White also points out that a strong oral tradition in the Black community, combined with a history of greater illiteracy relative to White populations, makes it less likely for Black women to appear in the written record.[8]  Archivists continue the work of correcting racial and gender imbalances, and today many wonderful collections exist.  Yet, these new efforts have not wholly compensated for generations of under-collection.  

The DPLA aggregation contains a treasure trove of materials about Black suffragists and voting rights advocates — but significantly more materials about White ones.  To combat this disparity in the Black Women’s Suffrage collection we strove to include as many materials about Black women as possible, and limit the number of materials about White people and men.  We did not want to exclude White and male voices from the collection, because they provide important context for Black women’s experiences.  Our aim was proportional representation of Black and White subjects; this would enable users to more easily find materials about Black women, and highlight the significance of their contributions by making them literally visible in search results.  

In practice, finding the right balance between Black and White voices proved very difficult to achieve.  Since it would be impossible to individually evaluate all 40+ million materials in DPLA’s collection, we rely on carefully crafted search queries to identify materials for inclusion in Black Women’s Suffrage.  Much of the work of the curatorial team involved learning to build effective search queries. Using generic keyword phrases like “suffrage movement” or “voting rights” would predictably return materials that were mostly about White suffragists.  We compensated for this by adding filters to our searches, for example searching for “Suffrage movement AND African American women.”  We also included many searches for the names of Black activists and organizations, such as “Sojourner Truth” and “National Association of Colored Women.”  Had we been interested in the history of White suffragists, our original query of “suffrage movement” would have sufficed.

Harriet Tubman
Photograph of Harriet Tubman. Courtesy of Digital Commonwealth and the Massachusetts Historical Society. The Black Women’s Suffrage Digital Collection strives to uncover materials about Black activists such as this.

These searching strategies were ultimately effective.  The Black Women’s Suffrage collection contains, for example, three times as many materials about Black suffragist Harriet Tubman as White suffragist Susan B. Anthony.  Yet, it required a good deal of effort and prior knowledge to arrive at a set of search queries that would surface a comprehensive collection of materials about Black women, and curators are engaged in an ongoing effort to maintain proportional representation as the collection grows.   Our experience shows that even when archives contain materials about Black women, if they are significantly outnumbered by materials about White people and men, users may struggle to find them.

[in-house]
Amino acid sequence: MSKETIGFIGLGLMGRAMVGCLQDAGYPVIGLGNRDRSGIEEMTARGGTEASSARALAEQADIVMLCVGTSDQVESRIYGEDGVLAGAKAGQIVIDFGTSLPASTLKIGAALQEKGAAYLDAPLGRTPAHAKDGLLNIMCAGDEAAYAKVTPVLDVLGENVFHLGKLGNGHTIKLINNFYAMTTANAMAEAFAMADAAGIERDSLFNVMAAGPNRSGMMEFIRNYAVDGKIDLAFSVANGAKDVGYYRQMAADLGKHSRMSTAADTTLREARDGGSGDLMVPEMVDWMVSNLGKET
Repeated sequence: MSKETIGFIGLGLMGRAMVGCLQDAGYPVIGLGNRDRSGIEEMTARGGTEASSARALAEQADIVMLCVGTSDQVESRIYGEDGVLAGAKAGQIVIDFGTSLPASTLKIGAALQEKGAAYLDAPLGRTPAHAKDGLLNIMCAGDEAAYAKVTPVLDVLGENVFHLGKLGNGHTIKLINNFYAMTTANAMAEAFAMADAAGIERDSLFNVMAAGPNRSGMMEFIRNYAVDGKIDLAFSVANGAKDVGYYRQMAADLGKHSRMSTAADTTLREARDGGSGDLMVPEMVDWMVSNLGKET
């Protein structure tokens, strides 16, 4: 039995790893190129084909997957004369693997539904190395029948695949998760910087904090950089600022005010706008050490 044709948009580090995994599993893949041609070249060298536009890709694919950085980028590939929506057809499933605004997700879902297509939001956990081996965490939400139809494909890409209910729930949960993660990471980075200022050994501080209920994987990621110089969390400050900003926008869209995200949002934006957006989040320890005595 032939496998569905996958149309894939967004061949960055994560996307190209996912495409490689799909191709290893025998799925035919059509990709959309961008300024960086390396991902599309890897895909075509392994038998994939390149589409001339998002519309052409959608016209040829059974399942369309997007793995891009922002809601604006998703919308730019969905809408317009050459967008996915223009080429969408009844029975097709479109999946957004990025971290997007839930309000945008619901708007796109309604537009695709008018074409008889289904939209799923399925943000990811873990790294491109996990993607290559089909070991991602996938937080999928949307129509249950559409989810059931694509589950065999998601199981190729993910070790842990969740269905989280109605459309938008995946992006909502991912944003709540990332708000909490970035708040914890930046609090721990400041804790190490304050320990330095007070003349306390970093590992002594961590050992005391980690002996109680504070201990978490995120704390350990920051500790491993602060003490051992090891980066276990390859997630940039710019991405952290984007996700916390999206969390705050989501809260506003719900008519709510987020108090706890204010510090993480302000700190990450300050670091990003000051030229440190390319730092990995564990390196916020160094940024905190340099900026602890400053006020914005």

Addressing the relative quantity of materials about Black experiences is not the only challenge we faced.  We also had to consider their quality, specifically the ways in which they represent — or misrepresent — Black individuals, communities, and experiences.  In the next post, I will discuss issues of representation in the archives, and our efforts to build a positive, Afrocentric collection.

Audrey Altman and DPLA Director of Community Engagement Shaneé Yvette Murrain will be talking more about the creation of the Black Women’s Suffrage Digital Collection at a DPLA Member Brown Bag on February 25th at 1 pm ET. If your institution is a DPLA member, you can register for that conversation here.

More from the Searching for Black women in the archives series

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  1. ^ Shaneé Yvette Murrain, “About,” Black Women’s Suffrage Project.
  2. ^ Brent Staples, “How the Suffrage Movement Betrayed Black Women,” The New York Times,  July 28, 2016.
  3. ^ “Interchange: Women’s Suffrage, the Nineteenth Amendment, and the Right to Vote,” Journal of American History 106, no. 3 (Dec 2019): 662–694.
  4. ^ Valethia Watkins, “Votes for Women: Race, Gender, and W.E.B. Du Bois’s Advocacy of Woman Suffrage,” Phylon 53, no. 2 (2016): 3-19.
  5. ^ Dominique Daniel, “Documenting the Immigrant and Ethnic Experience in American Archives,” The American Archivist 73, no. 1 (Spring/Summer 2010): 82-104.
  6. ^ Doris Hargrett Clack, “Subject Access to African American Studies Resources in Online Catalogs: Issues and Answers,” Cataloging & Classification Quarterly 19, no. 2 (1994): 49-66.
  7. ^ Kellee E. Warren, “We Need These Bodies, But Not Their Knowledge: Black Women in the Archival Science Professions and Their Connection to the Archives of Enslaved Black Women in the French Antilles,” Library Trends 64, no. 4 (2016): 776-794.
  8. ^ Deborah Gray White, “Mining the Forgotten: Manuscript Sources for Black Women’s History,” The Journal of American History, 74, no. 1 (Jun 1987): 237-242.